The novel The Man in the Gray Flannel Suit by Sloan Wilson was made into a movie in 1956, starring Gregory Peck and Jennifer Jones as Tom and Betsy Rath, with Fredric March, Lee J. Cobb, Keenan Wynn and Marisa Pavan in supporting roles. (March plays Tom Rath's boss, a character based on Roy Larsen, Wilson's boss at Time, Inc.) It was entered at the 1956 Cannes Film Festival.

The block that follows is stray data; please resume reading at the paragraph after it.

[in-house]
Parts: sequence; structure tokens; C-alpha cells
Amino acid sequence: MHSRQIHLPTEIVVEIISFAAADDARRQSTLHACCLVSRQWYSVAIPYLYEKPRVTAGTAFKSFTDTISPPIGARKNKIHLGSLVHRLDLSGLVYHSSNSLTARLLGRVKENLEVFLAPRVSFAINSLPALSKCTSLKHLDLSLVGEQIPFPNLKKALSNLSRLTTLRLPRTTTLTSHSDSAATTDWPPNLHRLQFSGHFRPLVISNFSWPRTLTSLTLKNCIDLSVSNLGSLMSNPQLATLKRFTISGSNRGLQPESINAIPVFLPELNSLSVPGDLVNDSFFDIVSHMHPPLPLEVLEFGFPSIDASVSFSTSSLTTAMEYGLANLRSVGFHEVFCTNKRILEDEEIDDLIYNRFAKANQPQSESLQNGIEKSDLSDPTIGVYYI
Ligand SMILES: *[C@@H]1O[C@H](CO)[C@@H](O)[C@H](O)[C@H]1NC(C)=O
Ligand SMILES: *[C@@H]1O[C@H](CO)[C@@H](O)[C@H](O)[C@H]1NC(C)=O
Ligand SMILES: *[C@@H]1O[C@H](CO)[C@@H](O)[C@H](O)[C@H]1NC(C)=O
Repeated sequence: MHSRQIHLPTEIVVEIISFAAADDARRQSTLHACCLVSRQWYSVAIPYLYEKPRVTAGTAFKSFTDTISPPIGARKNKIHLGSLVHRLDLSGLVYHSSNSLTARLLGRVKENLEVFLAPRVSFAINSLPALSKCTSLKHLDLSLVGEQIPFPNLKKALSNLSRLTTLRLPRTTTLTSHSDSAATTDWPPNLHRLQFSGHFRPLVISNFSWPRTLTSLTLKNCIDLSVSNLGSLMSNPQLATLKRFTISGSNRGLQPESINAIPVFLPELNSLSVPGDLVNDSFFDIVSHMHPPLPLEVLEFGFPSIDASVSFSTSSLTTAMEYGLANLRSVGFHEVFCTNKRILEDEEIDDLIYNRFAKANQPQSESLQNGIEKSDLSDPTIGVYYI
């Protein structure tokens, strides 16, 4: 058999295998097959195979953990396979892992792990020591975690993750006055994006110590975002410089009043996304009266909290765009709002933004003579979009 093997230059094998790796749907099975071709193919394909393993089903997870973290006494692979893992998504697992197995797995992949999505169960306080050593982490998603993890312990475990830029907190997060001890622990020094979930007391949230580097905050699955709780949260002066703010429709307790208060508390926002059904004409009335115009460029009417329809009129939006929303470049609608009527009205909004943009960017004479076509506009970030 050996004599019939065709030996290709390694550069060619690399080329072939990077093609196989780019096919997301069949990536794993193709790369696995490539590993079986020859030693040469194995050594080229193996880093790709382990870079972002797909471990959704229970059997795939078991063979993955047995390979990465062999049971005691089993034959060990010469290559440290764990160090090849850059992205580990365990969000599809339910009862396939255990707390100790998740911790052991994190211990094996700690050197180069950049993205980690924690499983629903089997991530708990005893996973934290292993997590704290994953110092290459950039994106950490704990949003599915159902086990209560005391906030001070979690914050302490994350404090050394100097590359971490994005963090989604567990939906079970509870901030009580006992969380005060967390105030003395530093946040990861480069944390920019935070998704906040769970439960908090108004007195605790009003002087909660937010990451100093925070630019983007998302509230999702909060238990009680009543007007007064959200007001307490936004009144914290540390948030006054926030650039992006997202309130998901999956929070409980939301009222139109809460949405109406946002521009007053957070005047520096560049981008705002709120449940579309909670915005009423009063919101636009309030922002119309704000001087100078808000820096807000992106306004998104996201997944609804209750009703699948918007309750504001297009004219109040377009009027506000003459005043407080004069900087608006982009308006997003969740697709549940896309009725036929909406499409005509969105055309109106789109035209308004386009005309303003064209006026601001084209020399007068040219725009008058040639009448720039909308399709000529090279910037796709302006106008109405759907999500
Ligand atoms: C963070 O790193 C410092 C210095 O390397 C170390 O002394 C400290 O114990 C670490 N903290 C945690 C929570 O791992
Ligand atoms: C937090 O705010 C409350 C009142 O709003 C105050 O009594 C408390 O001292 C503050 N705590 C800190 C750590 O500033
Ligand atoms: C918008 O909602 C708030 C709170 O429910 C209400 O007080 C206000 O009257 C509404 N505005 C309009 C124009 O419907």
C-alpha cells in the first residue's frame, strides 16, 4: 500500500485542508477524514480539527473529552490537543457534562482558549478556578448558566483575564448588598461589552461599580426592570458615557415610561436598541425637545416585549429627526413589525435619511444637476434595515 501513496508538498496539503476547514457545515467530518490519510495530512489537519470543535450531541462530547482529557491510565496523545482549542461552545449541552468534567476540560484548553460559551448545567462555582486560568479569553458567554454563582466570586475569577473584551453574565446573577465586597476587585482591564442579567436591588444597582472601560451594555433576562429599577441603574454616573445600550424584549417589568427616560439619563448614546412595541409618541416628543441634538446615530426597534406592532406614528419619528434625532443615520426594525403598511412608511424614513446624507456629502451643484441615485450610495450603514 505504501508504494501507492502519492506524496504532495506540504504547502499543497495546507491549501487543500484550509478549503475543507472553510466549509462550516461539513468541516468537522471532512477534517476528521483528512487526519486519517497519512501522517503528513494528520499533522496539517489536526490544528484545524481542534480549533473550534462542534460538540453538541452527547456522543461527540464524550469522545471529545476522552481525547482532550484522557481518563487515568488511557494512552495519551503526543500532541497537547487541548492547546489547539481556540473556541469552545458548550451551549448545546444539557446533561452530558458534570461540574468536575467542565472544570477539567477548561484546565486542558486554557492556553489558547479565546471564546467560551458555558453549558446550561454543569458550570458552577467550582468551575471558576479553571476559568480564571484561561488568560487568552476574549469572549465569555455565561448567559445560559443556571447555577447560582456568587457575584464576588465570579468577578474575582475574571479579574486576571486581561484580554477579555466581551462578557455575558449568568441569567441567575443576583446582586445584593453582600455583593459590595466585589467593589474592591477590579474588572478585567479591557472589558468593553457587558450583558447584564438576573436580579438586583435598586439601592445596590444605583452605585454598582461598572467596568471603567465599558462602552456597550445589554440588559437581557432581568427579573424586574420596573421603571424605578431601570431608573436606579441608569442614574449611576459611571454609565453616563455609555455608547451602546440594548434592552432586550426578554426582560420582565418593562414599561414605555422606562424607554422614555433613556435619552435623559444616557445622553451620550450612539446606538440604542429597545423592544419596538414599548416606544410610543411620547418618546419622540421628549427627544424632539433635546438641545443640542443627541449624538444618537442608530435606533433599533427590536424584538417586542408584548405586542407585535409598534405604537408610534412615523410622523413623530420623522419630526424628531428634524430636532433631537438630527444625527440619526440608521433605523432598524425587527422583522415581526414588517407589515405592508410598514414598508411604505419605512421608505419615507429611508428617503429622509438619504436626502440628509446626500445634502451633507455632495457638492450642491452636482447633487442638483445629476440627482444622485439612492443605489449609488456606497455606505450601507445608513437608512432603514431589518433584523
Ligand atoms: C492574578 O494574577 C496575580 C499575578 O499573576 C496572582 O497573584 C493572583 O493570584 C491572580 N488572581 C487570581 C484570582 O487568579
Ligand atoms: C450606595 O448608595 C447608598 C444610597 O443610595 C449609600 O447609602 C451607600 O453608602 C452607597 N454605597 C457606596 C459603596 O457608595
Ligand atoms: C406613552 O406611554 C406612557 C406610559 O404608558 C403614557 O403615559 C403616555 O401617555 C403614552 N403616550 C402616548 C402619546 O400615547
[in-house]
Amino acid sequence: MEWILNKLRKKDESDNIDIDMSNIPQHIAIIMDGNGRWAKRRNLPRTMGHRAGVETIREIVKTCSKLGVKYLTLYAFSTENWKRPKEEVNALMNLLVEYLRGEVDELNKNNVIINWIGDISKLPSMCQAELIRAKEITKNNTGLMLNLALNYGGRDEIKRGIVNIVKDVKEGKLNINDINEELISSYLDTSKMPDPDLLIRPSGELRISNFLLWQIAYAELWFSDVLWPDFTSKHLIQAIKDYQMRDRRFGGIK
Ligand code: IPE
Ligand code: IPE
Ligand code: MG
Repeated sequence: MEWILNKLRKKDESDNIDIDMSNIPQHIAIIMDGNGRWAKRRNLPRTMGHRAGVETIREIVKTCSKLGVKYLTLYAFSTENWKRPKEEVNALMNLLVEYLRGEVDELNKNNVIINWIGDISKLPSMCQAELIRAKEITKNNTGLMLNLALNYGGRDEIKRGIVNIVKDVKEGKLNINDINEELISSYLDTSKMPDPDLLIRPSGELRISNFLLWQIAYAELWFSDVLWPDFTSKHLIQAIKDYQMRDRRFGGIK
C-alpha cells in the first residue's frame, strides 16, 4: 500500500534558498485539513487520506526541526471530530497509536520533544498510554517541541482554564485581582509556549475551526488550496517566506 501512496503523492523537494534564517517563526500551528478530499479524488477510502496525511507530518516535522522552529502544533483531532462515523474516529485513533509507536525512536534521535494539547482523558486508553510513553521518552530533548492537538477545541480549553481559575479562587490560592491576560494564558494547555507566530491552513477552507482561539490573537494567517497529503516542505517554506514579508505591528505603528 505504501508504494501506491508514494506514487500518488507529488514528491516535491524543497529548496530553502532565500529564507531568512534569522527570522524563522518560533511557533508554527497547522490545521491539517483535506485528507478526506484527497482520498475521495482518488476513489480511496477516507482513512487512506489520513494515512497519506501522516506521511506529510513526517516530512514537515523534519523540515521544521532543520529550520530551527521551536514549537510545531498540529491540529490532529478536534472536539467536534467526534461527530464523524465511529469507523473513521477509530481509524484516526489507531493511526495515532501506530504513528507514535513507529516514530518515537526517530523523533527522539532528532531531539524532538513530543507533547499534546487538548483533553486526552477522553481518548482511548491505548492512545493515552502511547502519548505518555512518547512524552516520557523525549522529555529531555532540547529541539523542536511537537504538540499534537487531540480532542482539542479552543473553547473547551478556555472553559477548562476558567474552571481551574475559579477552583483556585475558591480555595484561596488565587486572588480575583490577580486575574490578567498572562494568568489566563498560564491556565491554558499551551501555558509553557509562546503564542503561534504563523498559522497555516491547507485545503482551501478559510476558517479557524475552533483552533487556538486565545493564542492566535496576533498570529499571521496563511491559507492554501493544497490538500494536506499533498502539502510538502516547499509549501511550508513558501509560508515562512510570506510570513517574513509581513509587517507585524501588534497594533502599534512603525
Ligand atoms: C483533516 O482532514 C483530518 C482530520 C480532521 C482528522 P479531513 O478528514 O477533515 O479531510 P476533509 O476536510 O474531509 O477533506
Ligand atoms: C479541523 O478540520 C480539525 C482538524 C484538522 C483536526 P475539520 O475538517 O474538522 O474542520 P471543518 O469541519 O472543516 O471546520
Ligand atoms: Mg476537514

Both movie and book became hugely popular. The novel continues to appear in the references of sociologists to America's discontented businessman. Columnist Bob Greene wrote, "The title of Sloan Wilson's best-selling novel became part of the American vernacular-the book was a ground-breaking fictional look at conformity in the executive suite, and it was a piece of writing that helped the nation's business community start to examine the effects of its perceived stodginess and sameness." Historian Robert Schultz argues that the film and the novel are cultural representations of what two-time presidential candidate (1952 and 1956) Adlai Stevenson described in a 1955 commencement address to Smith College women as a "crisis" in the western world, one Stevenson defined as "collectivism colliding with individualism," the collective corporate organization of postwar social and economic life. That increased corporate organization of society, Schultz notes, reduced white-collar workers' (represented by Tom Rath and the other gray-suited "yes men") control over what they did and how they did it as they adapted to the "organized system" described and critiqued by contemporary social critics such as Paul Goodman, C. Wright Mills and William H. Whyte, Jr.